We can’t. The system is broken, not just for us for EVERYONE. It is broken for the parents, it is broken for the foster families, but most of all it is broken for the kids who get tossed around again and again learning not to trust adults or the system and getting abused further by those foster families who really don’t care anymore because they have burned out and become desensitized to it all.

    Foster parents should be provided free counseling services. The things we hear from our children is traumatic and painful and we cry into our pillows at night. We feel useless to do anything to help when we report other foster parents for abuse and nothing happens. We feel unsupported when we’re accused of wrongdoing and no one stands up for us. We are wounded by the love we give that is often not returned, even though we do it knowing and expecting it probably won’t be, but we are still human and it hurts. Not that we aren’t receiving love back but that the little wounded soul we love so much isn’t able to, can’t do it, can’t trust, that’s what hurts us.

    It should hurt this country that so many of these young people are being hurt like this. That we know through so much research how we could be doing better and we haven’t yet done it. We could tear this system down and rebuild something better, more effective, and more affordable. That we’d have less people in prison, less young former foster children becoming pregnant before age 20, less 2nd, 3rd, and 4th generation foster children entering the system. We could do that but we won’t because we’re too dam worried that foster parents might be “in it for the money.”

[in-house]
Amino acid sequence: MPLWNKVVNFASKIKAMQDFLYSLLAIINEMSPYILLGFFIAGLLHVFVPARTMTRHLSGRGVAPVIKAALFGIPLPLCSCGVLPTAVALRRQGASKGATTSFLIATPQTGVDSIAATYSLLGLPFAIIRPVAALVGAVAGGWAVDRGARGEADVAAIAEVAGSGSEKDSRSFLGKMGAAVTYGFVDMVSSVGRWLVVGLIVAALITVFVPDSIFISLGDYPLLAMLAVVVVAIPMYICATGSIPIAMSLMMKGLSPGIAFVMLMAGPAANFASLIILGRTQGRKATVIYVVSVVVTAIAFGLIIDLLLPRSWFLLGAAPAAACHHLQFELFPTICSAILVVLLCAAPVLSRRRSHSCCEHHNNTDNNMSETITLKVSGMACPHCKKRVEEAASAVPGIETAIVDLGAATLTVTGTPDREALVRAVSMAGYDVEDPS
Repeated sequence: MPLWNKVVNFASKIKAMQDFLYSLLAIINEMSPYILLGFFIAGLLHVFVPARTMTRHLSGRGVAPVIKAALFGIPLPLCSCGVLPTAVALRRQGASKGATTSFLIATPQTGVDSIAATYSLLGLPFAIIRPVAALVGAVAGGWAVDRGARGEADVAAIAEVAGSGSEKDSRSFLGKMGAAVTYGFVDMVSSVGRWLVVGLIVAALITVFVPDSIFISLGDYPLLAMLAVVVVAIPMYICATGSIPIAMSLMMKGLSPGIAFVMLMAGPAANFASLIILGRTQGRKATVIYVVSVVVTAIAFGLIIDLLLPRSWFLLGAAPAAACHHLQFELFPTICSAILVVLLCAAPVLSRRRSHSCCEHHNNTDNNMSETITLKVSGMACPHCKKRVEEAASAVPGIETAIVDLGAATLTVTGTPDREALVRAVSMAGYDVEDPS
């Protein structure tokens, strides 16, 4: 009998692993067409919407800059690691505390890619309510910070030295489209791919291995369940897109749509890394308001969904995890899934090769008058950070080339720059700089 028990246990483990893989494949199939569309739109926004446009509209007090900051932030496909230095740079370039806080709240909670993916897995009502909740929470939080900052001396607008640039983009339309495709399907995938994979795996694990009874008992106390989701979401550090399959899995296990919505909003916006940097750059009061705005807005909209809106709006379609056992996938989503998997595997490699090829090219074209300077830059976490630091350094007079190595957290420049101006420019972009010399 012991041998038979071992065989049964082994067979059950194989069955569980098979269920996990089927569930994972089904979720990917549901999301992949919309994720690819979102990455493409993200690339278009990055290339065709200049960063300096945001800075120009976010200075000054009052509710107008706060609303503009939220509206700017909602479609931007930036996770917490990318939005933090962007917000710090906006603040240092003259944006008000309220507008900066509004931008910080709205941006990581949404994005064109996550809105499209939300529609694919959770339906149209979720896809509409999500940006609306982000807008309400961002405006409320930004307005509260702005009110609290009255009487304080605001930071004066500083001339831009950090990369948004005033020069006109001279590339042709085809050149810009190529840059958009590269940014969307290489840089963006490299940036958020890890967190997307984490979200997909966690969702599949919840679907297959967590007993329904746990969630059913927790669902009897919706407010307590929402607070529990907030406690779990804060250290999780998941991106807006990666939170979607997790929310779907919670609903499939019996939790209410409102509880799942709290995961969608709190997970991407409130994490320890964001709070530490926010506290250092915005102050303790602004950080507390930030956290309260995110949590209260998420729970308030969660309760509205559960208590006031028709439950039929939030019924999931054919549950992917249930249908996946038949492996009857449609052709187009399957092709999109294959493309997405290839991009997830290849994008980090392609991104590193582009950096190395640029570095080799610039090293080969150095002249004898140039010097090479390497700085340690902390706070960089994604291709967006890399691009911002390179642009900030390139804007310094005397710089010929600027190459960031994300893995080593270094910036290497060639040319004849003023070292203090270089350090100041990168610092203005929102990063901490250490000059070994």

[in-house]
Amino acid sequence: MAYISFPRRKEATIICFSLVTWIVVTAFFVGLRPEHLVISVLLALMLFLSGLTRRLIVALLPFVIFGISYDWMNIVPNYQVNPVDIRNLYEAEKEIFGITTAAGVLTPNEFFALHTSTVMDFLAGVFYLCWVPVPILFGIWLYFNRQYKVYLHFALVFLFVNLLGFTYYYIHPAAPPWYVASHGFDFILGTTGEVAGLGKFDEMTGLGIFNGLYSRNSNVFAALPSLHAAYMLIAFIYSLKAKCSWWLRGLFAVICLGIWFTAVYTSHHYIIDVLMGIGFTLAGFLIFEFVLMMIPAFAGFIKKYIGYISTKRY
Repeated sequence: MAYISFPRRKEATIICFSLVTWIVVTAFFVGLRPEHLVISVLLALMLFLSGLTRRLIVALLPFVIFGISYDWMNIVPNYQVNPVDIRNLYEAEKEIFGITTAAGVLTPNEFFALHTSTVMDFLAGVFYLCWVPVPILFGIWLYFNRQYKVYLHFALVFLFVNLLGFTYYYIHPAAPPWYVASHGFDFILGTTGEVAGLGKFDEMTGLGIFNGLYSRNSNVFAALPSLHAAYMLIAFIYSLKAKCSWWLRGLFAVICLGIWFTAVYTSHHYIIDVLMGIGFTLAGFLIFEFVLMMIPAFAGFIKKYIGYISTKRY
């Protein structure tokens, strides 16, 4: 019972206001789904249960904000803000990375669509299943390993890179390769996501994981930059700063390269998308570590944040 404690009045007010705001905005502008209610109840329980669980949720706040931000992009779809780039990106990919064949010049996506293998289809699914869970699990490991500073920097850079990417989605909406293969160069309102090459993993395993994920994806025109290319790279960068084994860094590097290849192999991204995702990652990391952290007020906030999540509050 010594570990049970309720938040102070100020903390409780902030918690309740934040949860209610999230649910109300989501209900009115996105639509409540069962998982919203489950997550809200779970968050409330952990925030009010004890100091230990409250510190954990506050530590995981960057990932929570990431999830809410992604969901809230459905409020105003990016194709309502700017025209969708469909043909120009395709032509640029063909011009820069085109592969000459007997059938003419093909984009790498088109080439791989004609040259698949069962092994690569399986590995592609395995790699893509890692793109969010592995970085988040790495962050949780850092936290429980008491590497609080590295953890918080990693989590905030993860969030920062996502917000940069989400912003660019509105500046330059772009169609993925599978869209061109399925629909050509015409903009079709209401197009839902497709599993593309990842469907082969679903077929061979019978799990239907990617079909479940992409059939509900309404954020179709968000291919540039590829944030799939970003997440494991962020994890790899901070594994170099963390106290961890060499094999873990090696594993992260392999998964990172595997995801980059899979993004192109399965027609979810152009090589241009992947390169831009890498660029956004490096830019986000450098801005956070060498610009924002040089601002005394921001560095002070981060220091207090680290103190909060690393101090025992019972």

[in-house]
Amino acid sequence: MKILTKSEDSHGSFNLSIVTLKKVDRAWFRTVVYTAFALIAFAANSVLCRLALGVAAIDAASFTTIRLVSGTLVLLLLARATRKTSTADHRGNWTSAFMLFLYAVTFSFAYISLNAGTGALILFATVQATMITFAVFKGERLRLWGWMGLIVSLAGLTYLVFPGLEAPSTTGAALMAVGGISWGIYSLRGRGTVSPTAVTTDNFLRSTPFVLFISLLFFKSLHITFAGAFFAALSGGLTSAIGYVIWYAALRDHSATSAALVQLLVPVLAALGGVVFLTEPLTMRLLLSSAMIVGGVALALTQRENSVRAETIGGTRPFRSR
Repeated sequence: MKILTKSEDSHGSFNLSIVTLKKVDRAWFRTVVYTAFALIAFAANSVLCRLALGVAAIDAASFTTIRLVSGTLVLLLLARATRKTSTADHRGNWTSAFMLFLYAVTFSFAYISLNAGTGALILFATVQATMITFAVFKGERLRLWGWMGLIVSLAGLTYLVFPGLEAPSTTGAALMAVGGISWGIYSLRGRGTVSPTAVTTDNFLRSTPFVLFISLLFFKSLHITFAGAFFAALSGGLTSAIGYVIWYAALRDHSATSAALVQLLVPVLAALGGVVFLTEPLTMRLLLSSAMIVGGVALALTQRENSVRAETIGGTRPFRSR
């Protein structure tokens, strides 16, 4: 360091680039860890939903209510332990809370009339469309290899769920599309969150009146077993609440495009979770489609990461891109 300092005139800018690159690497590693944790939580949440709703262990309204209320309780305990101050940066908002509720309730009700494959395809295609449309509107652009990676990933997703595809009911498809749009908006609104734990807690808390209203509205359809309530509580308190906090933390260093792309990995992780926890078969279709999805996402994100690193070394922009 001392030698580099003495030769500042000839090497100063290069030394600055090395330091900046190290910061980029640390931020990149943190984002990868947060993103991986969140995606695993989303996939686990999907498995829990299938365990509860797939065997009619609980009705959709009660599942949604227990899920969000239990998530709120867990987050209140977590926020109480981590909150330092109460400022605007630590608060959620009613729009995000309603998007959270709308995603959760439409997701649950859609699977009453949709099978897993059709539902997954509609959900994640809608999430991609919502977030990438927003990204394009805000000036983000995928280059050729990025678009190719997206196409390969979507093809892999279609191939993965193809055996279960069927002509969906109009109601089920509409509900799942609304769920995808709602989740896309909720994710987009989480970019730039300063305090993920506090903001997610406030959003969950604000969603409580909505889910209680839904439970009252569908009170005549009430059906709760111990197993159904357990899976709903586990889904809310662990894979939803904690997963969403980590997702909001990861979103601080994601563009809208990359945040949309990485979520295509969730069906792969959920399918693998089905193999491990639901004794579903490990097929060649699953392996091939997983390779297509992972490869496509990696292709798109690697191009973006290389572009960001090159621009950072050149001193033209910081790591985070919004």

6. I’ve thought about this a lot. I think Canada has “professionalized” foster parents in this way? As a working foster parent I am extremely frustrated by how my time is disregarded along with having no place at the table to make decisions in my foster child’s life.

    Two concerns. First, foster parents who burn out but have become dependent on the income and benefits (health insurance anyone?). Abuse is already a problem in foster homes, take out the voluntary piece and the stress “needing” the foster child sky-rockets and is an equation for disaster.

    Second, foster kids feeling as if they’re foster parents don’t love them and are “only in it for the money”. This is already an obstacle- one I plan to deal with as my adopted-from-foster-care daughter grows older.

    Why not just get real about the cost of raising a foster child and adjust the stipend? Or even if foster care paid for a proper day care and not just a neighbor’s basement “center”. I’d much rather have multiple vouchers to help with accountability rather than cash. Daycare, taxi money to visits (multiple toddlers on the train/bus adds hours to a day), swim lessons at the YMCA, clothes to match the [birth] parents wishes, maybe a stipend for every day I take off work for a meeting at the foster agency so that everyone else can be accommodated during their paid hours? Things like that would be a start!